We've spent a lot of time looking at the images at different magnifications on the screen and it's still hard to announce a clear winner here. The main obstacle here is the amount of sharpness applied in the post processing, which can easily be mistaken as detail.
Some of you might not agree, but we think that Samsung G600 delivers slightly less details than the rest, while Nokia N95 delivers slightly more. Anyway, the results are pretty close to a tie.
Samsung G600: 5/10 • LG Viewty: 6/10 • Nokia N95 8GB: 7/10 • Sony Ericsson K850: 6/10
The dynamic range is a very important aspect of the photo quality of each camera. There is no way to fix the blown highlights (the parts of the image that have turned white), which are the most prominent result of the limited dynamic range.
By far, the worst performer here is Samsung G600. We are not sure if this is because of an inferior sensor used, or because of the artificially high contrast applied in the post processing, but G600 loses more details in the highlights than the other contenders. There is not a big difference among the other three, but our opinion Nokia N95 performs slightly better than Viewty and K850.
Samsung G600: 2/10 • LG Viewty: 5/10 • Nokia N95 8GB: 6/10 • Sony Ericsson K850: 5/10
We will use our Canon A620 samples to judge the color accuracy of the 5 megapixel contenders. As we've already mentioned A620 is not the most accurate camera in terms of color representation, but it's pretty close to what the consumer wants - pleasant and vivid images.
In most of the samples, Nokia N95 8GB is closer to A620 than the rest of the phones. Samsung G600 comes second, but while it masters the hue, it oversaturates the general colorfulness of the image (otherwise known as chroma).
Sony Ericsson K850 and LG Viewty are on par with each other, but compared to Canon A620, their results are too red - an effect, which is a little more pronounced in Viewty.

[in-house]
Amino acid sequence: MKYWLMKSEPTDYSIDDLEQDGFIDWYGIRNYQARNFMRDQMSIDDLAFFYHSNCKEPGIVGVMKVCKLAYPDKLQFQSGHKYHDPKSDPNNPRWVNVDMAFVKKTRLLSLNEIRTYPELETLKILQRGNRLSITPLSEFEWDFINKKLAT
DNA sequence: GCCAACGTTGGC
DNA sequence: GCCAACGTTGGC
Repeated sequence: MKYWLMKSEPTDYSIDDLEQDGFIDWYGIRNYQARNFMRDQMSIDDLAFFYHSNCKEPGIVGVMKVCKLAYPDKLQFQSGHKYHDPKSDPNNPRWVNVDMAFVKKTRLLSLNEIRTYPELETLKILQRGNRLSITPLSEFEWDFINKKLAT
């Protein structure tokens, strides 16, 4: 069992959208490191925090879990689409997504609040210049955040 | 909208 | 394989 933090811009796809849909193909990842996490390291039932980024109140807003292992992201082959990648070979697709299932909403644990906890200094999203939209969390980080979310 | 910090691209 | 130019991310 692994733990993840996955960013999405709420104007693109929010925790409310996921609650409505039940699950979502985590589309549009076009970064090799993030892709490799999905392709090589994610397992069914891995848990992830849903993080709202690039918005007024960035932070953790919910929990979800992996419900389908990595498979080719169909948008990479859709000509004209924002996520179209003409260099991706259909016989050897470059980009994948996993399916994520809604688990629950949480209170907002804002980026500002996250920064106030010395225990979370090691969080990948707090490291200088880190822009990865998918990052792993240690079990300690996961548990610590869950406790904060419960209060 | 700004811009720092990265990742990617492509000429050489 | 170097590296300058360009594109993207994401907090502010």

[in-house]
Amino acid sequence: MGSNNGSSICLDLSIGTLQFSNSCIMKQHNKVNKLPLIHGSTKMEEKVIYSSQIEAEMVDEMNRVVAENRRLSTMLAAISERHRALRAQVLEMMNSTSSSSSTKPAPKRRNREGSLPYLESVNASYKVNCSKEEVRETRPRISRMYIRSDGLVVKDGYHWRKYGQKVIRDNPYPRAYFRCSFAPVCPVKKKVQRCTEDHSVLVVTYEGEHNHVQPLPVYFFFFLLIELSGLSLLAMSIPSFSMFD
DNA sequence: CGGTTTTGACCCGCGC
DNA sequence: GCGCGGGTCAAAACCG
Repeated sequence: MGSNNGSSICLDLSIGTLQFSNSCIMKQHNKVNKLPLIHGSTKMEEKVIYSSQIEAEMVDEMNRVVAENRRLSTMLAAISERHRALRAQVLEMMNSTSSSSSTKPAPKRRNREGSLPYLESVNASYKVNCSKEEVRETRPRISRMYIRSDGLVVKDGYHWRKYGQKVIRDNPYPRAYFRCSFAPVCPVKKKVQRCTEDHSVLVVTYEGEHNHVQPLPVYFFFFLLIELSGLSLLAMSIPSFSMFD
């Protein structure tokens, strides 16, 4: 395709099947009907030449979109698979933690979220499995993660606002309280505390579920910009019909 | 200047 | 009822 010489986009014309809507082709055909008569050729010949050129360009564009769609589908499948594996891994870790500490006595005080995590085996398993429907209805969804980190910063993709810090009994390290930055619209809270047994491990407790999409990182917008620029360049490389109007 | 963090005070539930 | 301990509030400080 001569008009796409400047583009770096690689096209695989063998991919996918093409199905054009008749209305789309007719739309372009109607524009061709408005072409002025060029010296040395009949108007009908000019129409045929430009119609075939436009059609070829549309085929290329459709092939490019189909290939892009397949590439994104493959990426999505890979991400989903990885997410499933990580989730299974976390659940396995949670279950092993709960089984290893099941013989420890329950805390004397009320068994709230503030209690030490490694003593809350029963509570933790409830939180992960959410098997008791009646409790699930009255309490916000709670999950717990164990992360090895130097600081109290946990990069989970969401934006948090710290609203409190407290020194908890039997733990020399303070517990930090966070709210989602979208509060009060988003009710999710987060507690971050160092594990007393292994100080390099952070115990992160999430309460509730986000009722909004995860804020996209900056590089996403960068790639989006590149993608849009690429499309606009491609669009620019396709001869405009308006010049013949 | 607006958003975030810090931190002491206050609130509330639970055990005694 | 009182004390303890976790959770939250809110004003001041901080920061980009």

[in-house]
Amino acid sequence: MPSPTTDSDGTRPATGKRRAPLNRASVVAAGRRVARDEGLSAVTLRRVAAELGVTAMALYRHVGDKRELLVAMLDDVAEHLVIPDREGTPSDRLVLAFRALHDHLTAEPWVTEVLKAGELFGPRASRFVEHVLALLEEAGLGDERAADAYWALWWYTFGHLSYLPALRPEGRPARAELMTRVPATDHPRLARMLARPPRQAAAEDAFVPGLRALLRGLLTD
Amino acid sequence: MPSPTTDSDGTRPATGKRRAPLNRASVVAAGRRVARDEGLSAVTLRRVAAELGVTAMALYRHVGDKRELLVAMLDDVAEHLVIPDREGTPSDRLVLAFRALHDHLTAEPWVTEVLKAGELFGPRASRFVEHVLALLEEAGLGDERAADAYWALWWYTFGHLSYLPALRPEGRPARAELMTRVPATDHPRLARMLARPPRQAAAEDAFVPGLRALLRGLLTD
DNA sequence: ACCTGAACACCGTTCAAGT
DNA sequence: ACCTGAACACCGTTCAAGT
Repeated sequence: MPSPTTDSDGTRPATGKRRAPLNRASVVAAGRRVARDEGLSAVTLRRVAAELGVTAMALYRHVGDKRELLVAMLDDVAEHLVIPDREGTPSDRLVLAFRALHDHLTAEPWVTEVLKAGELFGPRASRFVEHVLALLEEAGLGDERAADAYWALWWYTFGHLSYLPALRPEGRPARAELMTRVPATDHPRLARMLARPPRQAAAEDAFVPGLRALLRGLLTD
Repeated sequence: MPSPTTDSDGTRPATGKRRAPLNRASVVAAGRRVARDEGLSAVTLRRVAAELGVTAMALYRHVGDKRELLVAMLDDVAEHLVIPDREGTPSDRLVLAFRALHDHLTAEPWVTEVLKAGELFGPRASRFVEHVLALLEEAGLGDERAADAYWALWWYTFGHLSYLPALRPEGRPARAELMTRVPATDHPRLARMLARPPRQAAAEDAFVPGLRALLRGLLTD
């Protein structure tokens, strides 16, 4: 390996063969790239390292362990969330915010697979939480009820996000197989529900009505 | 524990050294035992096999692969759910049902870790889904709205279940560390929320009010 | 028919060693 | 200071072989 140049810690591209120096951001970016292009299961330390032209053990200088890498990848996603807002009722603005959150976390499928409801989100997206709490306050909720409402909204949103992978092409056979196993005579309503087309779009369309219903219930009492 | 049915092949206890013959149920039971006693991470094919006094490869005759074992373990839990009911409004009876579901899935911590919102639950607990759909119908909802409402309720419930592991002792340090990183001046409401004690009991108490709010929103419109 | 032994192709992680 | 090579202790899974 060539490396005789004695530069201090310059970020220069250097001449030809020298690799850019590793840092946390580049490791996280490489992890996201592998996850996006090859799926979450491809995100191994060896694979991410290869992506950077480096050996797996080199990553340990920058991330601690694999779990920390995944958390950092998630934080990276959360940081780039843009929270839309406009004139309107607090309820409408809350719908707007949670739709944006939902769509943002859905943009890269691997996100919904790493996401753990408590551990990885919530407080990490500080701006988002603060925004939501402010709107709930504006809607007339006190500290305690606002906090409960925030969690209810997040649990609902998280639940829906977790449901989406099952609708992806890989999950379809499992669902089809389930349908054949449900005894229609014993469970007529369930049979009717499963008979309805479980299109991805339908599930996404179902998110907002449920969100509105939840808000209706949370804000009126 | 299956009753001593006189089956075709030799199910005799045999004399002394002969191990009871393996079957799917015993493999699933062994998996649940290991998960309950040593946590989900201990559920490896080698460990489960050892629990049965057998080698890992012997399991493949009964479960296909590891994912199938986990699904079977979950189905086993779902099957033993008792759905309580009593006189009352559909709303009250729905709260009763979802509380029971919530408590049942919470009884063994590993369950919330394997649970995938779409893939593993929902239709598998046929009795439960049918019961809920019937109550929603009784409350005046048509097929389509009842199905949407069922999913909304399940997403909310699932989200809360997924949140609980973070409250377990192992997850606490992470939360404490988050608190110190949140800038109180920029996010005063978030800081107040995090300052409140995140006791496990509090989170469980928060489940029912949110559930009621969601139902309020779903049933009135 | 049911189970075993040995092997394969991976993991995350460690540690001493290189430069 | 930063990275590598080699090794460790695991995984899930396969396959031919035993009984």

Samsung G600: 6/10 • LG Viewty: 3/10 • Nokia N95 8GB: 7/10 • Sony Ericsson K850: 4/10
The way the camera processes the images is more important than it sounds. Even the best processing can't create miracles from a small sensor and cheap lens, but wrong processing can ruin the results from even the best hardware. (For years the exact processing routines are the best kept secret in the digital camera industry. Often, competing brands use essentially the same sensor and similar lens in competing models and good processing is the only way to have an edge with the image quality)
From what we see in the samples, Samsung G600 is the only camera, which scores particularly bad in this test - it oversharpens the images and that ruins the image for further editing. In the case of G600 the oversharpened also draws attention to the overexposed areas of the photos, by emphasizing the edge around these areas.
You also get excessive amount of jagged diagonal lines, also known as a "staircase" effect. Overall, the images by G600 look a lot more like what we expect from photos taken by a phone, than the competitors.
Nokia N95 8GB uses an effective noise suppression technique. The main difference we see comparing it to the N95 classic is that the noise suppression was tuned down and now it's a lot harder to find example of a photo, where some detail is lost because of the noise processing. Have in mind that this has also been fixed in the N95 classic with one of the latest firmware updates.
|"...The way the camera processes the images is more important than it sounds. Even the best processing can't create miracles from a small sensor and cheap lens, but wrong processing can ruin the results from even the best hardware..."||ADVERTISEMENTS
Sony Ericsson K850 also uses noise suppression routine, but it is less intelligent than the one of N95 and in certain places it simply eradicates the really fine details. You can see how much details are sometimes lost in our G800 review. The noise suppression algorithm also sometimes has a problem with the edge detection thus removing significant amount of detail in low contrast areas of the image.
LG Viewty just processes the images "less" than the contenders. You can see more noise in the shadow areas and the images don't have the "punch" N95 images have. This approach however is best if you plan to edit the images on the computer later, but we are not quite sure how much of the cameraphone owners do this.
If Samsung G800 was participating in this test, it would have deserved a sure 10 as in our opinion the processing there is just right.
Samsung G600: 2/10 • LG Viewty: 6/10 • Nokia N95 8GB: 8/10 • Sony Ericsson K850: 5/10